Journal-Times (Grayson, KY)

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August 14, 2013

FEAT Conference 2013

Aug. 14, 2013 — Small business representatives from five counties congregated in Salt Lick recently for a chance to promote their businesses, enjoy performances and network.

Carter, Elliott, Menifee, Wolf and Morgan counties participated in this year’s East Kentucky Foothills Eco-Agritourism, Corp. (FEAT) conference, held at the Elliott County High School Performing Arts Center.

These businesses were able to showcase their specialties in a number of ways, including contributing door prizes, setting up displays in the lobby and performing or speaking during the formal sessions.

Dave Beam, an action coach from Wheelersburg, Ohio, conducted most of the informative sessions on the opening day. He spoke on topics of marketing the uniqueness of Appalachian culture, how to effectively advertise and capped off the day with explaining how FEAT benefits small businesses.

The second day began with breakfast in the courtyard just before the welcoming ceremony where Scott Kuzak sang America the Beautiful Medley.

During the first part of the day, presentations were given by Teresa Brown, editor of All Things Country Magazine. Brown also spoke on the value of social media in today’s market and offered free mentoring for small business.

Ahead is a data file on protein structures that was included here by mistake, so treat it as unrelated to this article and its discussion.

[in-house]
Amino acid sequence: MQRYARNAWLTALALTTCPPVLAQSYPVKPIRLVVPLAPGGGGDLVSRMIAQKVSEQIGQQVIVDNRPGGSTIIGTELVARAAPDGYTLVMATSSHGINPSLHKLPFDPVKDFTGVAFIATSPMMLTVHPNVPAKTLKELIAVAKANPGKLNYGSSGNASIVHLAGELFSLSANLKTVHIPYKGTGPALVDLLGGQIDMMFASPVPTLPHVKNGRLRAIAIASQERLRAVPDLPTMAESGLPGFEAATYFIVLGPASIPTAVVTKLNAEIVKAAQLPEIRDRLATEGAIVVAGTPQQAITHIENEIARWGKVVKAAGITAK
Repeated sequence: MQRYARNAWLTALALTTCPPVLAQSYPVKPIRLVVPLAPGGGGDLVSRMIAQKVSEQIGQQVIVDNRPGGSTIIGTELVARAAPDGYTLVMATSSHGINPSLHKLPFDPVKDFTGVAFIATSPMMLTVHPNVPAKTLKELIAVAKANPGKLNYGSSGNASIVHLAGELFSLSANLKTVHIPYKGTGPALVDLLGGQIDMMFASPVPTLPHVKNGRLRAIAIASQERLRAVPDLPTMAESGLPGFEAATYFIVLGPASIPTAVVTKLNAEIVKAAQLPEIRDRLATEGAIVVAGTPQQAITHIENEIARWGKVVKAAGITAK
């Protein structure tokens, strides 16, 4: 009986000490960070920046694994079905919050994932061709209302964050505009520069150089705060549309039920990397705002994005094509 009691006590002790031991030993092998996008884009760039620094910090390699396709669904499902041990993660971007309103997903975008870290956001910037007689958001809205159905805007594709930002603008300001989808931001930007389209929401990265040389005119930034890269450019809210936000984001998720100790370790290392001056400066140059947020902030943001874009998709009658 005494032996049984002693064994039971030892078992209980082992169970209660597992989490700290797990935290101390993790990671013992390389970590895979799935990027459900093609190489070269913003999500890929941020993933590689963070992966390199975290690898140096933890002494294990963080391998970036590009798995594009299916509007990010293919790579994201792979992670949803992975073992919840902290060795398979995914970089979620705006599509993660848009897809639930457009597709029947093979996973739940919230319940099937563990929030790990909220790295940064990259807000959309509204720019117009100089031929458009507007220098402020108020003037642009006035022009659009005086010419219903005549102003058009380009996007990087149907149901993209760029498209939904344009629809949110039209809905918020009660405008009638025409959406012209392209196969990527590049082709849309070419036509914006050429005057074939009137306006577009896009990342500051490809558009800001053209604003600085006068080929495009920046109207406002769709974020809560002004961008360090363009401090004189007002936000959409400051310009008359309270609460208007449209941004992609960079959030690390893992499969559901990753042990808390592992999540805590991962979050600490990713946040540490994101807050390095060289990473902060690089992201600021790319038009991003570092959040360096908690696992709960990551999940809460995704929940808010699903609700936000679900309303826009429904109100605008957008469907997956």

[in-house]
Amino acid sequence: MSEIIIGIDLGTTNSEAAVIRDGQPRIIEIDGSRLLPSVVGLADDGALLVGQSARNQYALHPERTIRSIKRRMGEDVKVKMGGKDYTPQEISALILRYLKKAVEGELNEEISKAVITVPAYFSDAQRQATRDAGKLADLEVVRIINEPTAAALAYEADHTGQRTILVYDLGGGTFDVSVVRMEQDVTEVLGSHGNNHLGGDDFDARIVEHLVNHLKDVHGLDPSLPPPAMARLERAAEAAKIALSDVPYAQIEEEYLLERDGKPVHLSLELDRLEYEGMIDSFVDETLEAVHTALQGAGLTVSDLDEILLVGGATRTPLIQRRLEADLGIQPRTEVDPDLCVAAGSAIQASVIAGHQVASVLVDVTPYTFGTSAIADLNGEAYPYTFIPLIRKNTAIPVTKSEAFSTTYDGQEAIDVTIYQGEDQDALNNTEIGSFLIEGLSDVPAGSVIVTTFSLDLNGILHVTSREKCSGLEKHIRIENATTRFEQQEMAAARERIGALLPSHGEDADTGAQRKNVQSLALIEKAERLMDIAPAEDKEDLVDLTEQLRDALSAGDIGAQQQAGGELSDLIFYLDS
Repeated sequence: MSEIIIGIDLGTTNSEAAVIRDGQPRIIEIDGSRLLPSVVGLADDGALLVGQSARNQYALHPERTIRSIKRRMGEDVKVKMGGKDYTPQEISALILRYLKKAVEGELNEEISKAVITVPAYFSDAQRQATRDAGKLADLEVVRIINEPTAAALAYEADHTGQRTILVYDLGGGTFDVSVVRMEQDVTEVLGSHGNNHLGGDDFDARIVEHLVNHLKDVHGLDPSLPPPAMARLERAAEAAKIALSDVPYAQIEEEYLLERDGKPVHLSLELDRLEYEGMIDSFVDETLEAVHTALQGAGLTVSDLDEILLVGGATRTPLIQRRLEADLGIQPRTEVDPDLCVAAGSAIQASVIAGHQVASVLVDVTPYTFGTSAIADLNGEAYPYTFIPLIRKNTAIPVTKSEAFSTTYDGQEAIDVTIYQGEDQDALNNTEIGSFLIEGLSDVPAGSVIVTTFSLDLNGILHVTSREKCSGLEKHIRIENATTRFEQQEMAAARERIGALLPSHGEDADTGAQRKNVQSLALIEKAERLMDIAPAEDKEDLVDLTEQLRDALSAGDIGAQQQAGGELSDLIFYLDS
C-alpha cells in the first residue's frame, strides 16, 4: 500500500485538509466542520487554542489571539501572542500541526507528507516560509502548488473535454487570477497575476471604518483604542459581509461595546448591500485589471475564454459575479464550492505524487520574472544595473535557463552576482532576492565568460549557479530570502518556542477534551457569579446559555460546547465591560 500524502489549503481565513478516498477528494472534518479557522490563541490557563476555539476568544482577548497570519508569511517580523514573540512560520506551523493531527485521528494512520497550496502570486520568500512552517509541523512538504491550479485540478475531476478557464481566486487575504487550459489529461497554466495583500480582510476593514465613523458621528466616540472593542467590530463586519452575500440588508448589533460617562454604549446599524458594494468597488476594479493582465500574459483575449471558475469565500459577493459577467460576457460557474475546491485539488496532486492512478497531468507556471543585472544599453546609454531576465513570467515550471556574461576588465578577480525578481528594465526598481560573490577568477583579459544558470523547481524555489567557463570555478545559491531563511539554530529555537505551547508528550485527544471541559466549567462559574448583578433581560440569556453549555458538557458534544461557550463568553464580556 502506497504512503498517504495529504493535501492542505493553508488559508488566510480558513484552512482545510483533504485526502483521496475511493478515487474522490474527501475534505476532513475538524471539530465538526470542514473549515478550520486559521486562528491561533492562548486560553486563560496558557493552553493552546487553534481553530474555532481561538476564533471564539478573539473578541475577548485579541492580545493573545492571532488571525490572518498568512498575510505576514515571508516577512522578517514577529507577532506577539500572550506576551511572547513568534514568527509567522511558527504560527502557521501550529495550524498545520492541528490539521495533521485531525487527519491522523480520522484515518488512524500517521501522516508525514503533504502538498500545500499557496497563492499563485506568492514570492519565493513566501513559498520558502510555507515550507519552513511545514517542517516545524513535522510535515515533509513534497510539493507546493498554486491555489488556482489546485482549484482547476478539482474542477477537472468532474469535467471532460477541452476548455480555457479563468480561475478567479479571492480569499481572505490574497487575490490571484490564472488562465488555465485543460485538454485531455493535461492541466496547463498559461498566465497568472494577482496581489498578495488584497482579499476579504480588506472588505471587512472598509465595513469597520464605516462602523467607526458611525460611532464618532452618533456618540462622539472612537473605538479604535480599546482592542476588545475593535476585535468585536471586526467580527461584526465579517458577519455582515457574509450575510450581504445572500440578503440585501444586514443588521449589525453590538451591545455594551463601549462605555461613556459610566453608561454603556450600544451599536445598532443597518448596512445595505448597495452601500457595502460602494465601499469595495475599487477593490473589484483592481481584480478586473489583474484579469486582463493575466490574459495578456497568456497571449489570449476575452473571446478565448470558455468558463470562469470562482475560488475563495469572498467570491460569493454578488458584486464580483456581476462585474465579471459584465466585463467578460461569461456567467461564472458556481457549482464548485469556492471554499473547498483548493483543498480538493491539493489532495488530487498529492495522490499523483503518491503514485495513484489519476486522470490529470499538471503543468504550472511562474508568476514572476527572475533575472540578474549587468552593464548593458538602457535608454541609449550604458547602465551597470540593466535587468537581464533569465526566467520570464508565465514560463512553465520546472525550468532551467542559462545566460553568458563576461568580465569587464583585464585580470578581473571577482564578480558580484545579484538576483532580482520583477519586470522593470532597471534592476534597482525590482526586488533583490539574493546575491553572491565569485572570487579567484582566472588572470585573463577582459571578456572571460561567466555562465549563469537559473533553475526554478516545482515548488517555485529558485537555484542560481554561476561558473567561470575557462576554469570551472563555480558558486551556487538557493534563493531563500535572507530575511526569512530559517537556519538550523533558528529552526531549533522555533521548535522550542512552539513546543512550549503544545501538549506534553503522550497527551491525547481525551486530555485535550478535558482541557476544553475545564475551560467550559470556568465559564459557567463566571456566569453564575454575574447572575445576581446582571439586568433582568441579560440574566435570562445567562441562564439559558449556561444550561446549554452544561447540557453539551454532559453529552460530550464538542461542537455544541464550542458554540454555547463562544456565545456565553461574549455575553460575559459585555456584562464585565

The Hazel Holler Girls bluegrass band performed and Gwenda Johnson and Jo Ann Butts showed off their storytelling abilities by presenting their own “The Outhouse” authored by Johnson and musical composition and accompaniment by Butts.

The duo promoted the Kentucky Storytelling Conference 2013 Regional Spotlight Event that’s slated for Nov. 1-2 at Greenbo Lake State Resort Park.

A group of high school musicians from Elliott County High School, calling their band East Kentucky Blue, played a variety of songs including country, traditional bluegrass and gospel.

Homemade jewelry, handcrafted dolls and antiques lined the lobby walls.

Linda Johnson displayed handmade dolls, which she’s been making since the late 1970s. Johnson said all the dolls, which she names, have distinct personalities.

The conference was open to the entire public, not just FEAT members. At the booth for Serenity Farm Guest House, managed by Brenda Kahl, her husband, Harvey Kahl, expressed the pleasurable experience he had at the conference this year.

“I’m not a member of FEAT, but I definitely will be now,” he said. “I was very happy I came to the conference with my wife.”

Gayle Clevenger, FEAT director, said the conference didn’t garner the type of turnout she would have liked.

Planning is already underway for next year and Clevenger said she hopes to reel in new businesses and attendees with increased marketing strategy in the following months.

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